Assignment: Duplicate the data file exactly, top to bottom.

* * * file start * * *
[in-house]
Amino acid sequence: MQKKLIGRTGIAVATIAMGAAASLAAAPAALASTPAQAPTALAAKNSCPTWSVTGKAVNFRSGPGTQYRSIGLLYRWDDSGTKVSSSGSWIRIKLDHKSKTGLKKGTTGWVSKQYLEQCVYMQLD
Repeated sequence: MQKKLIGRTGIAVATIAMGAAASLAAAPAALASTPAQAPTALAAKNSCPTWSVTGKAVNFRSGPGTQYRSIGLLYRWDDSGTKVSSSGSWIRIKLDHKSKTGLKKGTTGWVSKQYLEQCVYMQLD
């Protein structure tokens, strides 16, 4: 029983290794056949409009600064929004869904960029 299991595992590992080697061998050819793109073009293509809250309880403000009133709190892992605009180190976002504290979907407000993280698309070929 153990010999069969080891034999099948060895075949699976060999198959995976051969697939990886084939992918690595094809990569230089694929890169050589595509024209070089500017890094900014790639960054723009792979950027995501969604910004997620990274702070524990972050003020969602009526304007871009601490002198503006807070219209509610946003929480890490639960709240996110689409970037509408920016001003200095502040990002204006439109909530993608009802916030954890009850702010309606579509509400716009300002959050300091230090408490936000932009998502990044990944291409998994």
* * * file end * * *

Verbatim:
[in-house]
Amino acid sequence: MQKKLIGRTGIAVATIAMGAAASLAAAPAALASTPAQAPTALAAKNSCPTWSVTGKAVNFRSGPGTQYRSIGLLYRWDDSGTKVSSSGSWIRIKLDHKSKTGLKKGTTGWVSKQYLEQCVYMQLD
Repeated sequence: MQKKLIGRTGIAVATIAMGAAASLAAAPAALASTPAQAPTALAAKNSCPTWSVTGKAVNFRSGPGTQYRSIGLLYRWDDSGTKVSSSGSWIRIKLDHKSKTGLKKGTTGWVSKQYLEQCVYMQLD
């Protein structure tokens, strides 16, 4: 029983290794056949409009600064929004869904960029 299991595992590992080697061998050819793109073009293509809250309880403000009133709190892992605009180190976002504290979907407000993280698309070929 153990010999069969080891034999099948060895075949699976060999198959995976051969697939990886084939992918690595094809990569230089694929890169050589595509024209070089500017890094900014790639960054723009792979950027995501969604910004997620990274702070524990972050003020969602009526304007871009601490002198503006807070219209509610946003929480890490639960709240996110689409970037509408920016001003200095502040990002204006439109909530993608009802916030954890009850702010309606579509509400716009300002959050300091230090408490936000932009998502990044990944291409998994």